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Estimating survival for elusive juvenile pond‐breeding salamanders

Citation

Messerman, Arianne et al. (2020), Estimating survival for elusive juvenile pond‐breeding salamanders, Dryad, Dataset, https://doi.org/10.5061/dryad.jm63xsj65

Abstract

Juvenile vital rates have important effects on population dynamics for many species, but this demographic is often difficult to locate and track. As such, we frequently lack reliable estimates of juvenile survival, which are necessary for accurately assessing population stability and potential management approaches to conserve biodiversity. We empirically estimated survival rates for elusive juveniles of 3 complex lifecycle species of salamanders (ringed salamander [Ambystoma annulatum], spotted slamander [A. maculatum], and small-mouthed slamander [A. texanum]) using 2 approaches. First, we conducted an 11-month mark-recapture study within semi-natural enclosures and used Bayesian Cormack-Jolly-Seber models to estimate survival and recapture probabilities. Second, we inferred the expected annual juvenile survival rate given published vital rates for pre-metamorphic and adult ambystomatids assuming stable population growth. For all 3 species, juvenile survival probabilities were constant across recapture occasions, while recapture probability estimates were time-dependent. Further, survival and recapture probabilities among study species did not significantly differ. Post-study sampling revealed that the initial study period median estimate of annual survival probability (0.39) underestimated the number of salamanders known alive at 11 months. We therefore appended approximately 1 year of opportunistic data, which produced a median annual survival probability of 0.50, encompassing salamanders that we knew to have been alive. Calculation from literature values suggested a mean annual terrestrial juvenile ambystomatid survival probability of 0.45. Similar results among our approaches indicated that juvenile survival estimates for the study species were robust and likely comparable to rates in nature. These estimates can now be confidently applied to research, monitoring, and management efforts for the study species and ecologically similar taxa. Our data indicated that similarly robust vital rate estimates for subsets of ecologically and phylogenetically similar species can provide reasonable surrogate demographic information to advance conservation efforts for data-deficient species.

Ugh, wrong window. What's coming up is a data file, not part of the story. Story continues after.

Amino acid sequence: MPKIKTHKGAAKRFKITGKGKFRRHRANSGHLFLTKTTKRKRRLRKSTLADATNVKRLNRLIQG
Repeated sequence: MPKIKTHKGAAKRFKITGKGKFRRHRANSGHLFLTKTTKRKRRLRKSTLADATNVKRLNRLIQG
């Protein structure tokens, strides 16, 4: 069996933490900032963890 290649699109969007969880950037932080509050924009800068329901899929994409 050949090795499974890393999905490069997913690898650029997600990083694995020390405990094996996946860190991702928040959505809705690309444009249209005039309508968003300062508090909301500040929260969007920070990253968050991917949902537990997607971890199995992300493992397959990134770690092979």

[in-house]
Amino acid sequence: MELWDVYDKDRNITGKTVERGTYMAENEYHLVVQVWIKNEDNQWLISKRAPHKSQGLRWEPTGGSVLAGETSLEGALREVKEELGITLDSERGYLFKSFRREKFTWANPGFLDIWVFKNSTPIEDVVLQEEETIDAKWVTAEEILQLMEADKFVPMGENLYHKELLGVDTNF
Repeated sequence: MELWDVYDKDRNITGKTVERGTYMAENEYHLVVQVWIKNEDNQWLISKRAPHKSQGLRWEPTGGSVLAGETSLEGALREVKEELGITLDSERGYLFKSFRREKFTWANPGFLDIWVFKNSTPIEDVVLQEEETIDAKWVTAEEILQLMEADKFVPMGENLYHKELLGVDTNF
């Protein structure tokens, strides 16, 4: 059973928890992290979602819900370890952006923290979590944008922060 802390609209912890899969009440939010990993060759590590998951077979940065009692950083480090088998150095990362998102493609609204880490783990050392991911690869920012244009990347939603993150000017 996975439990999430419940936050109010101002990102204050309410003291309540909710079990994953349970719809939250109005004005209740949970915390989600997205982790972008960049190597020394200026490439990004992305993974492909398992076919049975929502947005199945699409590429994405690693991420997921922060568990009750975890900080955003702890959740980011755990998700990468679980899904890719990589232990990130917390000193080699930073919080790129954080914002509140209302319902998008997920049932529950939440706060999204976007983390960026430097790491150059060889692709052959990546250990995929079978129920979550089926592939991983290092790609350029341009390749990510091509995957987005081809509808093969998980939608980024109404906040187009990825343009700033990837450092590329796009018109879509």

Methods

We collected these data during an 11-month capture-mark-recapture study under semi-natural conditions. We used the Bayesian jagsUI package (Kellner 2017) in R Software 3.5.1 (R Core Team 2018) to build Cormack-Jolly-Seber models to analyze our data.

Funding

Department of Defense Strategic Environment Research and Development Program, Award: RC-2155

Sigma Xi Grants-In-Aid of Research

University of Missouri Life Sciences Fellowship

Sigma Xi, Award: Grant‐In‐Aid of Research

University of Missouri, Award: Life Sciences Fellowship